Guide to High-Value Healthcare: Addressing Drivers of High Costs, Uneven Quality and Health Inequities

Achieving a patient-centered, high-value healthcare system requires an evidence-based understanding of (1) the drivers of high costs, uneven quality and health inequities and (2) the strategies that counteract those drivers. This high-level guide helps advocates, policymakers and others navigate this evidence.

As discussed below, we recommend a comprehensive approach to achieving a patient-centered, high-value healthcare system. However, these recommendations don’t have to be enacted in sequential order, as long as they fairly reflect conditions at the state and local level. 

 States_are_Key_Actors.png  

States are Accountable

Healthcare value problems (and solutions) vary depending on a state’s unique populations and local market conditions. As healthcare regulators and payers, state governments play a critical role in helping their health systems function. Nonetheless, too few take a coordinated, systematic approach to ensuring that residents get value for the money they spend.

A small number of states have a central oversight authority that focuses on reducing healthcare costs, improving quality, bringing spending in line with overall economic growth and implementing innovations for better value. Additionally, most states lack critical data and analysis capacity needed to customize the solutions for their healthcare market. Our resources can help!

SDoH_75.png  

Address Social/Personal Determinants of Health

Failure to address social determinants of health is the largest contributor to wide disparities in health outcomes. Healthcare, public health and social services must work together to fully address the goals and needs of the people they serve. Our policy roadmap outlines the many policy changes needed to accomplish this goal. Examples include:

Lower_Prices_75p.png  

Decrease High Unit Prices

Rising unit prices are our most important cost driver, accounting for the majority of year-over-year increases in per capita medical spending. Strategies to lower unit prices include:

Waste_75p.png  

Reduce Waste

Contrary to popular belief, high utilization of services does not drive our high healthcare spending. Nevertheless, evidence is clear that many services could be eliminated with no harm to patients -- saving money. At the same time, increasing the use of high-value services -- like tobacco cessation, flu vaccines and certain preventive screenings -- improves outcomes and saves money down the road. Strategies to reduce waste include:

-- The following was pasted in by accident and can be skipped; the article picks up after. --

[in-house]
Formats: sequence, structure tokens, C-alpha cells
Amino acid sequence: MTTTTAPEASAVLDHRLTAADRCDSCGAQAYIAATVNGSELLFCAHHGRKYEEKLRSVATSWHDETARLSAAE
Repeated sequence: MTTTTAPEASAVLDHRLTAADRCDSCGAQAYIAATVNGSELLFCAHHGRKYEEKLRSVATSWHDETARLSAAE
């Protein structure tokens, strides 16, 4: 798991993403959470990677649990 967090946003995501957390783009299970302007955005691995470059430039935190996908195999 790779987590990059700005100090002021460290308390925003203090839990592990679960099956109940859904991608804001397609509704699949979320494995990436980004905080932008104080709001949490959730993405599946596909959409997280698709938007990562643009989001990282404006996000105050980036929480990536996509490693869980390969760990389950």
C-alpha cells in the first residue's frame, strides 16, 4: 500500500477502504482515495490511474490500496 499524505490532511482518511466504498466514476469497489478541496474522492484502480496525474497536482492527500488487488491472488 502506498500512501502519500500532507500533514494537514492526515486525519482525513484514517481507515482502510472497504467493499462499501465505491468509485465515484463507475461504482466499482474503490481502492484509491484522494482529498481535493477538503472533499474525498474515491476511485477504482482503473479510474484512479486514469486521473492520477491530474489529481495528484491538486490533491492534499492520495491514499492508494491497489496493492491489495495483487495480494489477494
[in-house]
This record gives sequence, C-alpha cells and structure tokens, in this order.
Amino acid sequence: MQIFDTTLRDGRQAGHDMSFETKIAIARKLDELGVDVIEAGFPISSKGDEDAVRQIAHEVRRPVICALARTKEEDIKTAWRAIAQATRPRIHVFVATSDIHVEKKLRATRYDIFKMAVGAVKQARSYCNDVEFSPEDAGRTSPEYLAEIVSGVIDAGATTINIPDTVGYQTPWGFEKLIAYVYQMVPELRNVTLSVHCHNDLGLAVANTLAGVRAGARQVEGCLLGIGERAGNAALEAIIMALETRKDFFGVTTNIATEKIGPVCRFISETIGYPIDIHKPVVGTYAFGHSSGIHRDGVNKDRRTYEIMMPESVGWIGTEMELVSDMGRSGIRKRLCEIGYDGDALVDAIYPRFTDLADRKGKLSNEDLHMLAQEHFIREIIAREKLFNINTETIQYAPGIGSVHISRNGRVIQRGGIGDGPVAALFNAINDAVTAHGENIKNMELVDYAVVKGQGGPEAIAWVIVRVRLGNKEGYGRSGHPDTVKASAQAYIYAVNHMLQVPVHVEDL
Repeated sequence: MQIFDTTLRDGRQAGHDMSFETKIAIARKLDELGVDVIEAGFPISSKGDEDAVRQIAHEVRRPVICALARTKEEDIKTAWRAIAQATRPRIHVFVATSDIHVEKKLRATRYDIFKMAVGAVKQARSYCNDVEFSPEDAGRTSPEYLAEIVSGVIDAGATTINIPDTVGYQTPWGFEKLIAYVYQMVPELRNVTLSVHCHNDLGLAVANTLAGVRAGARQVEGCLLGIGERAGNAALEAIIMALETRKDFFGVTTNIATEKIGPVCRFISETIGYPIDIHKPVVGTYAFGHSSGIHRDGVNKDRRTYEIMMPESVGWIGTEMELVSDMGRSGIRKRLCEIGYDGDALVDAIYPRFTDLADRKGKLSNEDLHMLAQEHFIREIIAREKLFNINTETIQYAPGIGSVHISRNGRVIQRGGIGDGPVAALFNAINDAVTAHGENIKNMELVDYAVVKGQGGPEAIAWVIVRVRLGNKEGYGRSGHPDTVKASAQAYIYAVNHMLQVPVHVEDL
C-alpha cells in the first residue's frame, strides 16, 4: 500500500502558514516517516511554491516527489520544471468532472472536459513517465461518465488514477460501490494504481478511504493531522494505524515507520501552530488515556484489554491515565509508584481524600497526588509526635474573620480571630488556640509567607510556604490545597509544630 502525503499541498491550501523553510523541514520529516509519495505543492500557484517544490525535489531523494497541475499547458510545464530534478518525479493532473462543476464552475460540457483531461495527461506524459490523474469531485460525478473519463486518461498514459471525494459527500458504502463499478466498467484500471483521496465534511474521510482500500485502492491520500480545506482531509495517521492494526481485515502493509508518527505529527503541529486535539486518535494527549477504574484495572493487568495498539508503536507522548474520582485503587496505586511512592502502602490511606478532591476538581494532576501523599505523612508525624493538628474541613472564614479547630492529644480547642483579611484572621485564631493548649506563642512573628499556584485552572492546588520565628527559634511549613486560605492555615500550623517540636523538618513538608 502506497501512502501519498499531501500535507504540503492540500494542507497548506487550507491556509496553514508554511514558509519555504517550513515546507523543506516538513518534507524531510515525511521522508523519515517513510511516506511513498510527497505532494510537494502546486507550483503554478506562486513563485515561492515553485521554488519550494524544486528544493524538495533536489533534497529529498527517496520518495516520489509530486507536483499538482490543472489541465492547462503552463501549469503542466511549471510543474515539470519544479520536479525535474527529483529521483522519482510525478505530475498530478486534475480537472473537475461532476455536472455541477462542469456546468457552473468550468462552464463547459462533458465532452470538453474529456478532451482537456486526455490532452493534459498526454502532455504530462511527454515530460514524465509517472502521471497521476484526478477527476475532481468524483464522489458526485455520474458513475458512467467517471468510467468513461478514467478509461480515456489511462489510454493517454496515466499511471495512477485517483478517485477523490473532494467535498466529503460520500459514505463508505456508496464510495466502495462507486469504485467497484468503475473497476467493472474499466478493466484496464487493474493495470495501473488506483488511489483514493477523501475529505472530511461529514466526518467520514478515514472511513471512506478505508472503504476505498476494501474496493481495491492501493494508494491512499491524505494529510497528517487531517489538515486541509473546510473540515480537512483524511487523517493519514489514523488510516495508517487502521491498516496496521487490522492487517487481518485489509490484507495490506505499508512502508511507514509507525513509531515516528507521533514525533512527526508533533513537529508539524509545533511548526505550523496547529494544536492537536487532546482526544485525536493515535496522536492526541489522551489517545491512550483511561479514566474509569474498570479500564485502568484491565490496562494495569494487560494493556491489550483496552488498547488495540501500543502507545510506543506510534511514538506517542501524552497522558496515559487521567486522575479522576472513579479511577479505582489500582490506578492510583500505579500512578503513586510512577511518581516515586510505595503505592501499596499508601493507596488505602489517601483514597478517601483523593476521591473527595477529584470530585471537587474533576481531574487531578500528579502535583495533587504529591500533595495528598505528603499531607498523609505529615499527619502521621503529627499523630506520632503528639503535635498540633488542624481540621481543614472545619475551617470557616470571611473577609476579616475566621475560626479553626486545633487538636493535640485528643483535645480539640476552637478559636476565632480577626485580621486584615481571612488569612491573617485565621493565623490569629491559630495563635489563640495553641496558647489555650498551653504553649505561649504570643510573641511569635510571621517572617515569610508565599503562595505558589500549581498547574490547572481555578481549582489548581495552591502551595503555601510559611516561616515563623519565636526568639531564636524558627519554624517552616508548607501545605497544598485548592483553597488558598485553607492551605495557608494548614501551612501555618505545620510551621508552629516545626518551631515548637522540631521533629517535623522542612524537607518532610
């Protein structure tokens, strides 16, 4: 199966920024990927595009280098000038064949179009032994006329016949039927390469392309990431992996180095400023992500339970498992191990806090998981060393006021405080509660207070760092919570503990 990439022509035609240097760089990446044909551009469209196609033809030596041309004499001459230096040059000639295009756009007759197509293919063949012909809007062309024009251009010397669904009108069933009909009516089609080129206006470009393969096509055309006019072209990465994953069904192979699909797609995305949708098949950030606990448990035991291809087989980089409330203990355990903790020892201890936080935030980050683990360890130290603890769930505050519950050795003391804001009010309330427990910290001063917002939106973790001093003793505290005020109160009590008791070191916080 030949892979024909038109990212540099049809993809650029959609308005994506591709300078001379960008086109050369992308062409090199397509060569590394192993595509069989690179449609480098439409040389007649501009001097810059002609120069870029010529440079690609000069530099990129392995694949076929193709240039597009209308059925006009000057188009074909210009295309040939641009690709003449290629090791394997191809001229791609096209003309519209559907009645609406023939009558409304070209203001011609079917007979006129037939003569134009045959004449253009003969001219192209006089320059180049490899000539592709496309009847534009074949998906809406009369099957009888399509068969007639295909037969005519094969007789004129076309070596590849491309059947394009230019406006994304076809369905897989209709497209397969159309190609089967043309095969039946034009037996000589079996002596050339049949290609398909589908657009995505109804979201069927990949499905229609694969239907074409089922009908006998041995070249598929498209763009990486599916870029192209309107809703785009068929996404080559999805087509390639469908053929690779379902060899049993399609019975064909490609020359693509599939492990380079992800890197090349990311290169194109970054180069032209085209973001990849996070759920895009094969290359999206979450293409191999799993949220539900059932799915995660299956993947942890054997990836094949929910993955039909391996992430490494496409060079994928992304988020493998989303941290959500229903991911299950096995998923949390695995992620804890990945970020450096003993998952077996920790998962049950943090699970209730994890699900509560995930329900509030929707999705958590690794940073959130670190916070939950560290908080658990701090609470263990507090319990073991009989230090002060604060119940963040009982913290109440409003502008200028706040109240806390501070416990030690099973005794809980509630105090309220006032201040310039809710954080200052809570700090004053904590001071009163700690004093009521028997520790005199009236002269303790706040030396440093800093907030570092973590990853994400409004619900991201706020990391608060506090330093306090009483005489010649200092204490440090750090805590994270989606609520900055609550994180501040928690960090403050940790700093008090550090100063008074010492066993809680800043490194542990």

Equity_75p.png  

Improve Health Outcomes/Increase Equity

All of the strategies above will contribute to better health outcomes for consumers. But additional steps should be taken to ensure that all people have equal opportunity to lead healthy lives. Strategies to make our healthcare system more equitable include:

  • Address Provider Shortages
  • Increase Diversity of Providers
  • Anti-Oppression/Equity Training for Providers
  • Align Quality Targets across Stakeholders
 Piggy_Bank_75p.png  

Ensure Care is Affordable

Addressing social/personal determinants of health, decreasing high unit prices, reducing waste and improving equity are critical to achieving a high-value, patient-centered healthcare system. But these actions alone will not guarantee that healthcare is affordable for consumers, particularly those who lack insurance or are under-insured. Strategies to improve healthcare affordability include: 

  • Achieve Universal Coverage
  • Evidence-based Approaches to Premium Setting and Cost-sharing
  • Rethink Healthcare Subsidies to Improve Fairness